What Does a Sheriff Do?

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  • Written By: Lainie Petersen
  • Edited By: Melissa Wiley
  • Last Modified Date: 05 September 2017
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The duties of a sheriff vary by the jurisdiction in which he operates. Although sheriffs are always legal officials, their powers and functions vary widely. In the United Kingdom, for example, their duties may be largely ceremonial in some areas, though in Scotland they act as judges. Throughout the United States, this official is typically the chief law enforcement official within a county and may assume both administrative and policing duties in accordance with county ordinances. County sheriffs assume responsibility for the management of both criminal and civil cases, often facilitating procedures necessary to due process.

Within the United States, sheriffs are typically elected officials. Their role in county government is typically defined in legal statutes, but they will usually have the power to arrest and detain suspects, investigate crimes, and patrol the county. The legal system within a county may also rely greatly on their management and leadership. For example, the sheriff's staff will typically assume security duties at a county courthouse and may also be responsible for maintaining the county jail.

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Unlike local police, who are primarily concerned with the prevention and investigation of criminal behavior, sheriffs within the United States often take a significant role in the processing of civil cases. For example, when someone files a legal case against another person, such as a lawsuit, divorce, or eviction, the sheriff's office may be charged with serving court papers to the defendant. A sheriff may also be called upon to enforce a court order in a civil case. In many areas, a deputy of the sheriff's office can physically enforce an eviction order by removing a recalcitrant tenant and his belongings from a rental property. Sheriffs may also be in charge of seizing assets in order to enforce a bank levy or property seizure to satisfy a court judgment.

The involvement of a sheriff in criminal law enforcement may vary according to the availability of state or local police in an area. In areas in which there is significant police presence, sheriffs and their deputies may largely concern themselves with maintaining security at the courts and jails, serving court summons, and enforcing court judgments. There are many areas of the United States that have limited police presence and may have no local police office. In such places, the sheriff's office may be responsible for providing standard and routine police services, such as ticketing automobiles, responding to residents' calls for assistance, and investigating crime.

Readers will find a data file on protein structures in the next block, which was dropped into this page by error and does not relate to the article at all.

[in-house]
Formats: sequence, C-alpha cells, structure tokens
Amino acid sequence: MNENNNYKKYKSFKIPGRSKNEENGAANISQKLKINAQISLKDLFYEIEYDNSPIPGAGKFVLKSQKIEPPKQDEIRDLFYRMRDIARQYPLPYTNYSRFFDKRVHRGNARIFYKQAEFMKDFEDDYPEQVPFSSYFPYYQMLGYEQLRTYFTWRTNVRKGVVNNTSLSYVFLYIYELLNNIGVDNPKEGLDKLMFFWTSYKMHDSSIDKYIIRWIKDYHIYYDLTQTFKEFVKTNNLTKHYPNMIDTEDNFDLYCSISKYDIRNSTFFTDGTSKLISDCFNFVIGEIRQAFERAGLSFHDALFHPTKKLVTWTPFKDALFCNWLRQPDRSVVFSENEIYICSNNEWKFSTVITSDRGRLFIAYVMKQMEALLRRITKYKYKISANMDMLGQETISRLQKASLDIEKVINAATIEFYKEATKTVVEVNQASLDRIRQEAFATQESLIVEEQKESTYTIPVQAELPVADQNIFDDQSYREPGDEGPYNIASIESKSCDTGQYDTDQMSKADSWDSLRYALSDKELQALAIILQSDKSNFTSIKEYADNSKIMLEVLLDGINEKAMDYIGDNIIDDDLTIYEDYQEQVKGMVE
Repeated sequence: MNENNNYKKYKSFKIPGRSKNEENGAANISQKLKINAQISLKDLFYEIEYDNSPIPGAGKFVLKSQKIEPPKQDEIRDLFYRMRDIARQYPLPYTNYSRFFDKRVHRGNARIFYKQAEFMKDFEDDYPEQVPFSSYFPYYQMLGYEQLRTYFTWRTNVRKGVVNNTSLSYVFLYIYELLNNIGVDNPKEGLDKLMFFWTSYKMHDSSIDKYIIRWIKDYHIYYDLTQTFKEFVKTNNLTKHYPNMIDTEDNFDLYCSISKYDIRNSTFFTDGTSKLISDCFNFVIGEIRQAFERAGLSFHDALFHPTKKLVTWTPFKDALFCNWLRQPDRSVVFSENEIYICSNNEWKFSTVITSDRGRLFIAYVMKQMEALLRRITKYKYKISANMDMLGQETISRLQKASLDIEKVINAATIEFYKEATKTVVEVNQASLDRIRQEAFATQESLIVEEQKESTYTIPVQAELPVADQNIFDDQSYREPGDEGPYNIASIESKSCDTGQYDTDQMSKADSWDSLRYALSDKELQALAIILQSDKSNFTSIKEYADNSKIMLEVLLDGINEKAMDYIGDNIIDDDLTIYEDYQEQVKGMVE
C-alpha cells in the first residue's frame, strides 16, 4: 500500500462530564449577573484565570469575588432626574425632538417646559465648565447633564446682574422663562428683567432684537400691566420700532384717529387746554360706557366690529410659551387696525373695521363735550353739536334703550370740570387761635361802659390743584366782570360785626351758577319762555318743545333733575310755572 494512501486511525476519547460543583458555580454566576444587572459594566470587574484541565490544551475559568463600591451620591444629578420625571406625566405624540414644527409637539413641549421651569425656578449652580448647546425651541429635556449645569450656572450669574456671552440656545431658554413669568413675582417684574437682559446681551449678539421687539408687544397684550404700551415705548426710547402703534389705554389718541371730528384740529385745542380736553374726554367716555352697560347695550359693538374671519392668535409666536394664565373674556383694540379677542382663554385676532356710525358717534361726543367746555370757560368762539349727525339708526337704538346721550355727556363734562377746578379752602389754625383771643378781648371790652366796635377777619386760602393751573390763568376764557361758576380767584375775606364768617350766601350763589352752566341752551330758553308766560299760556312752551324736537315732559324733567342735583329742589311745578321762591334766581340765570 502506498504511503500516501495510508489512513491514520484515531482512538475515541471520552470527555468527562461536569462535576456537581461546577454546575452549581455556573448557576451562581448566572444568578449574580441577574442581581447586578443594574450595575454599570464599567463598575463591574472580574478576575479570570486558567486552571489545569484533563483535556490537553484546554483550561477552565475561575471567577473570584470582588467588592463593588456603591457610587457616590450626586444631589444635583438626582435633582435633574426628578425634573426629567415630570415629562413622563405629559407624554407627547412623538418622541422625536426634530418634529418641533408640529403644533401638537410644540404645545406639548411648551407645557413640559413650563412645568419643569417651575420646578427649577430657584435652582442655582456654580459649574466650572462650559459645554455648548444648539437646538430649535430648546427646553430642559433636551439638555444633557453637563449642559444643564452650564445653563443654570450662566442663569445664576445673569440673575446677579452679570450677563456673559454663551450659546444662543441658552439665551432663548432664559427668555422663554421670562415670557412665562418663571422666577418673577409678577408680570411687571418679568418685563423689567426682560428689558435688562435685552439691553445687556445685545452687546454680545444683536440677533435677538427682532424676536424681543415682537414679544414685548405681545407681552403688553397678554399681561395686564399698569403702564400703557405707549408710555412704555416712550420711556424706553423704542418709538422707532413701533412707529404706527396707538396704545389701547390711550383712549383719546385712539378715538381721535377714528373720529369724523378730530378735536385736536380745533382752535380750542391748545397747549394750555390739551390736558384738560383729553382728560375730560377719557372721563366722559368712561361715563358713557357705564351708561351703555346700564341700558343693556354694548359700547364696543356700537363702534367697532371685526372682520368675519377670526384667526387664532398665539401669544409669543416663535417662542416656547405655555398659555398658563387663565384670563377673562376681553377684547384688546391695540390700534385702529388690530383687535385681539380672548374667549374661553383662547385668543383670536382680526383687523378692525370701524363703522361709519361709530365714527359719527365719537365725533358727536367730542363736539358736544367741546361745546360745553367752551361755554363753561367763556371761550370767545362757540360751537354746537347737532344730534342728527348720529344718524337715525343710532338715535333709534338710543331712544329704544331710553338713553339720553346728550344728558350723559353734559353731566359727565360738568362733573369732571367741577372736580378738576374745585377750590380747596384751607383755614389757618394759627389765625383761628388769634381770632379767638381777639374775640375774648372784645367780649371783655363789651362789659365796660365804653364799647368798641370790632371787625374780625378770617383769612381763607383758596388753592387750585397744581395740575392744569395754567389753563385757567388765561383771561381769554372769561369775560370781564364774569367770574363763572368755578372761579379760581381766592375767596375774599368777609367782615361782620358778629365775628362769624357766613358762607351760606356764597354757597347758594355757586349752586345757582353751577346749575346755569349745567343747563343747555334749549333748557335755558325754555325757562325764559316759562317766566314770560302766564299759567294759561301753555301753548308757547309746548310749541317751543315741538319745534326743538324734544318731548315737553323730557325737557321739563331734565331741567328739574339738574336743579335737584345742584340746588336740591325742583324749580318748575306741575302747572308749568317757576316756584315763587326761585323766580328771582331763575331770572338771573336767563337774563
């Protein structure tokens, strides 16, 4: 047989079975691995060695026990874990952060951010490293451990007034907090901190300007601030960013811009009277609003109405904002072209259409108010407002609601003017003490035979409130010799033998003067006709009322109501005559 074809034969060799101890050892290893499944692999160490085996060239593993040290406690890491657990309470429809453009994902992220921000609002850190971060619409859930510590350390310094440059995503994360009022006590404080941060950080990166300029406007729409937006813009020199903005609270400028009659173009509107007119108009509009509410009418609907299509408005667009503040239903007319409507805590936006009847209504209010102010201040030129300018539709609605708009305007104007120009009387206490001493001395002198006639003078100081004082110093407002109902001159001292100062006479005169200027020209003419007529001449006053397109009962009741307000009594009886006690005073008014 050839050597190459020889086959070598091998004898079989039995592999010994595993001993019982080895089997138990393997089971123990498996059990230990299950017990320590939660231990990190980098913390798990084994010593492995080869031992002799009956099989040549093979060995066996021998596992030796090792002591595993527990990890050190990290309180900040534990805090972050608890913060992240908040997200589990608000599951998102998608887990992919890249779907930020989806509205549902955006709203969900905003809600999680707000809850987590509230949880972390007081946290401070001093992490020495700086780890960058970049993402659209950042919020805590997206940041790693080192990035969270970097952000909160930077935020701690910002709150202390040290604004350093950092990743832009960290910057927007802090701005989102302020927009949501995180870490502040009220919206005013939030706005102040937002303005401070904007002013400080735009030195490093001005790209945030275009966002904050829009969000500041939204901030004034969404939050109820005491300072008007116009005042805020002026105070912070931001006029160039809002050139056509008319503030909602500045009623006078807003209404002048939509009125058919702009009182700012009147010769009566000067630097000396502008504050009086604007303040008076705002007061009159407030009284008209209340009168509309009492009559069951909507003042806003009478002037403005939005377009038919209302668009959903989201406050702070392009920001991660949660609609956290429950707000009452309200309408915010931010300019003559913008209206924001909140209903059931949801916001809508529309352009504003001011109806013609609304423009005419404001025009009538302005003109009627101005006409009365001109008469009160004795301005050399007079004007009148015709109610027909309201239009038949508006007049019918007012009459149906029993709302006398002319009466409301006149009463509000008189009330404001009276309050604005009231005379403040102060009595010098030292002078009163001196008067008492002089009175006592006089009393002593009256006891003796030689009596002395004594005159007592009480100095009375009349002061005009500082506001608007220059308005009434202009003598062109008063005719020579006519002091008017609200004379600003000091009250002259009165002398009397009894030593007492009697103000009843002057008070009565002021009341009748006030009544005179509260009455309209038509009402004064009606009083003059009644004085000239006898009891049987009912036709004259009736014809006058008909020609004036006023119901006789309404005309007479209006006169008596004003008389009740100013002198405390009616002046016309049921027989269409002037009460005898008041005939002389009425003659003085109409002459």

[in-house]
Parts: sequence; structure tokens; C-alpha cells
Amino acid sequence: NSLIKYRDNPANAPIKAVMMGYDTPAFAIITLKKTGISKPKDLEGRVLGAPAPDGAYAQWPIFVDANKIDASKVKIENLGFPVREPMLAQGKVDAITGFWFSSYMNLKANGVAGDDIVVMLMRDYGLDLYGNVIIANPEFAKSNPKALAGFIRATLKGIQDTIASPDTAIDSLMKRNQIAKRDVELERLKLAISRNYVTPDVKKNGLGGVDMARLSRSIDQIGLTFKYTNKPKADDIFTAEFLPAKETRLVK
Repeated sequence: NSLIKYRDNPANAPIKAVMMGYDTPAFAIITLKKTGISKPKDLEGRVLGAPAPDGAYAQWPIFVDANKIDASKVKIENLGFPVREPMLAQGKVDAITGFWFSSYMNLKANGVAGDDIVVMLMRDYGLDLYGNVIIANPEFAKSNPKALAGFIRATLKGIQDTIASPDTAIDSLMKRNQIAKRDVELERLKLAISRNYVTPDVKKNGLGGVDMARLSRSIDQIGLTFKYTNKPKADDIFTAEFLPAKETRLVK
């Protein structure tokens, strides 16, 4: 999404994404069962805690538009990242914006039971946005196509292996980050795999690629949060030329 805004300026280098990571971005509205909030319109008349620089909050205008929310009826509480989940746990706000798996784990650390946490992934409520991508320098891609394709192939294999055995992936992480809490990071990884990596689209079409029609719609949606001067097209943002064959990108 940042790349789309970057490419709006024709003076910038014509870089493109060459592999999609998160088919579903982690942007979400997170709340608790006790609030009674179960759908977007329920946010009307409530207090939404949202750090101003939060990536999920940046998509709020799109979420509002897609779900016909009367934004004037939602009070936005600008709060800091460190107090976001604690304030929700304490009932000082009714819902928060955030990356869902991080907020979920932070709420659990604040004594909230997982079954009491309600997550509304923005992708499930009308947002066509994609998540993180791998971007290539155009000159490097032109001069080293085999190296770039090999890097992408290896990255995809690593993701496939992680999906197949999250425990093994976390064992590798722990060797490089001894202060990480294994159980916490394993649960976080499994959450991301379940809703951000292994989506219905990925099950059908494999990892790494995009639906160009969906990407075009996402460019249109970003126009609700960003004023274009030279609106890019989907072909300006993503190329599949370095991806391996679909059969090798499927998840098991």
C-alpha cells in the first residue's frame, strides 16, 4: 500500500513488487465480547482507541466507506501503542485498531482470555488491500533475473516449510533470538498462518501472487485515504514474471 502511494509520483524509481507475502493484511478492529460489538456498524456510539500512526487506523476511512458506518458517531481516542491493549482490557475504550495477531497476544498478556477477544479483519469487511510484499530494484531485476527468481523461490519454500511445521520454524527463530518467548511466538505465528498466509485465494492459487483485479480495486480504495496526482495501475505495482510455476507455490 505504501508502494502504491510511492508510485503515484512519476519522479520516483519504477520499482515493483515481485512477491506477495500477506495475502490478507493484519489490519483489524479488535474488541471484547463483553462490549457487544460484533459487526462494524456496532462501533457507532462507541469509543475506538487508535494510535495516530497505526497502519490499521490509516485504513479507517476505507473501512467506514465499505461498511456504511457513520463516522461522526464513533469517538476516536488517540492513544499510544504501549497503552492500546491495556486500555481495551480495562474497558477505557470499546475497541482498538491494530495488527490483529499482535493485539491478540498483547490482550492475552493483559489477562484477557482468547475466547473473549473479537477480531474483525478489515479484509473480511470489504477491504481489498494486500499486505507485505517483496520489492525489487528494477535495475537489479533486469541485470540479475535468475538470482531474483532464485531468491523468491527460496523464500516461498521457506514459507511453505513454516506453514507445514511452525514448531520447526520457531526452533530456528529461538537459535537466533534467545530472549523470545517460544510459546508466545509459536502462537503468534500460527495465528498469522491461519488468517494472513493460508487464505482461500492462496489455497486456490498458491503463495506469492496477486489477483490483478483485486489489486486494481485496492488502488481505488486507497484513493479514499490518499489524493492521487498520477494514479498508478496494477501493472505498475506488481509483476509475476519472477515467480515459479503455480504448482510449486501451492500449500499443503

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cardsfan27
Post 4

What I find to be very interesting about the office of sheriff is that he or she is an elected official.

I know that in some places there are requirements associated with the occupation, like one must have law enforcement experience and training, but in some places there are no restrictions on who can run, thus anyone can run and be elected sheriff.

I know that a long time ago it was not unusual for politicians to run for sheriff, just to keep holding elected office. Former president Grover Cleveland was a sheriff during his political career and it was merely a stepping stone to future endeavors.

I really wonder if there are places out there that hire people out of the blue to become the sheriff and if this affects the department in any way?

JimmyT
Post 3

@jcraig - I know that it does not make a lot of sense, but it is not that hard for the city police to deal with something that is in the Sheriff department's jurisdiction.

Anyone can become deputized, even an average citizen if necessary, and anytime that help is needed, by the sheriff's department, they merely can ask the police department to add assistance, like in the drug raids you described.

Also, because of the county jurisdiction, the sheriff's department usually deals with matters with the courthouse, as most courthouses in the country are county court houses, and it only makes sense that the police force that represents the county provides the protection from the court room.

jcraig
Post 2

@titans62 - I live in an area that has a very bad drug problem, meth being made out in the country, and because it almost always occurs outside the city limits, the local police department cannot do anything about it and the jurisdiction in the matter is always up to the sheriff's department.

Because of this ongoing problem, there are a lot of people working in the sheriff's department, and sometimes even people in the police department becoming deputized, if they happen to need more trained officers, in case of a raid on a meth lab.

This is the only instance in which the city police can assist in the matter, which is all because of the jurisdiction issues in the matter, which I have never found to make a lot of sense.

titans62
Post 1

I live in a county that only has one large town in it, but several small villages.

Because of the way the county is the local police, in that town, only deal with matters within the town and let the county sheriff deal with the rest of the area of the county.

This can be a bit problematic, as there is a very large area for the sheriff and his deputies to cover and this means that there is a lot of law enforcement jobs that they have to take care of, probably a lot more than the police in the large town.

It is always a very big deal in the county when the sheriff is elected as he has to have intricate knowledge of the back roads of the county and know the people of the country really well.

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